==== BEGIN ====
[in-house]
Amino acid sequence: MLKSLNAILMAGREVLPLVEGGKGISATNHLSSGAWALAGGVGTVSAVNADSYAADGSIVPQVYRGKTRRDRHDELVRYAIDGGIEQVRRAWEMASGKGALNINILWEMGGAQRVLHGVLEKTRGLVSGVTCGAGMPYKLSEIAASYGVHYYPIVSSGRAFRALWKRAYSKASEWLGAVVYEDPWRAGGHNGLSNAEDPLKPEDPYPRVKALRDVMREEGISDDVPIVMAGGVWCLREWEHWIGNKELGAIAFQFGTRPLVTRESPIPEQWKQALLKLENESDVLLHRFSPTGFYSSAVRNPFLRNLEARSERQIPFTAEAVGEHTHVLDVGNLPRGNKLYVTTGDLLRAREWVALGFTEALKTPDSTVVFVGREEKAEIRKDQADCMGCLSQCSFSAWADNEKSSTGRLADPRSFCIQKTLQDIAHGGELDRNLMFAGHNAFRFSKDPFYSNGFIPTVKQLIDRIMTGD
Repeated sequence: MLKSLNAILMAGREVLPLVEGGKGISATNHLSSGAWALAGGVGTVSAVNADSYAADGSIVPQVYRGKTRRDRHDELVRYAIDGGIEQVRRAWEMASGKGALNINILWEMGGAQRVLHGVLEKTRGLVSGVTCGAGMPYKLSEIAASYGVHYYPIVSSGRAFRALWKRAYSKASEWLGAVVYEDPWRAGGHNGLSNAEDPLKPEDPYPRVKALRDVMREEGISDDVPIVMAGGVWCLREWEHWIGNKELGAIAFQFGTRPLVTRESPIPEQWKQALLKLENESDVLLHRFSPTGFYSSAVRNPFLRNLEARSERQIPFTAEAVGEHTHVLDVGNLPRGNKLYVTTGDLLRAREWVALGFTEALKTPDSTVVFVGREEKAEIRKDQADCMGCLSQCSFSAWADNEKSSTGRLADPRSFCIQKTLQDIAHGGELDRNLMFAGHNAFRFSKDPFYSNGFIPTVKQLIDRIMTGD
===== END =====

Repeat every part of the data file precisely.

[in-house]
Amino acid sequence: MLKSLNAILMAGREVLPLVEGGKGISATNHLSSGAWALAGGVGTVSAVNADSYAADGSIVPQVYRGKTRRDRHDELVRYAIDGGIEQVRRAWEMASGKGALNINILWEMGGAQRVLHGVLEKTRGLVSGVTCGAGMPYKLSEIAASYGVHYYPIVSSGRAFRALWKRAYSKASEWLGAVVYEDPWRAGGHNGLSNAEDPLKPEDPYPRVKALRDVMREEGISDDVPIVMAGGVWCLREWEHWIGNKELGAIAFQFGTRPLVTRESPIPEQWKQALLKLENESDVLLHRFSPTGFYSSAVRNPFLRNLEARSERQIPFTAEAVGEHTHVLDVGNLPRGNKLYVTTGDLLRAREWVALGFTEALKTPDSTVVFVGREEKAEIRKDQADCMGCLSQCSFSAWADNEKSSTGRLADPRSFCIQKTLQDIAHGGELDRNLMFAGHNAFRFSKDPFYSNGFIPTVKQLIDRIMTGD
Repeated sequence: MLKSLNAILMAGREVLPLVEGGKGISATNHLSSGAWALAGGVGTVSAVNADSYAADGSIVPQVYRGKTRRDRHDELVRYAIDGGIEQVRRAWEMASGKGALNINILWEMGGAQRVLHGVLEKTRGLVSGVTCGAGMPYKLSEIAASYGVHYYPIVSSGRAFRALWKRAYSKASEWLGAVVYEDPWRAGGHNGLSNAEDPLKPEDPYPRVKALRDVMREEGISDDVPIVMAGGVWCLREWEHWIGNKELGAIAFQFGTRPLVTRESPIPEQWKQALLKLENESDVLLHRFSPTGFYSSAVRNPFLRNLEARSERQIPFTAEAVGEHTHVLDVGNLPRGNKLYVTTGDLLRAREWVALGFTEALKTPDSTVVFVGREEKAEIRKDQADCMGCLSQCSFSAWADNEKSSTGRLADPRSFCIQKTLQDIAHGGELDRNLMFAGHNAFRFSKDPFYSNGFIPTVKQLIDRIMTGD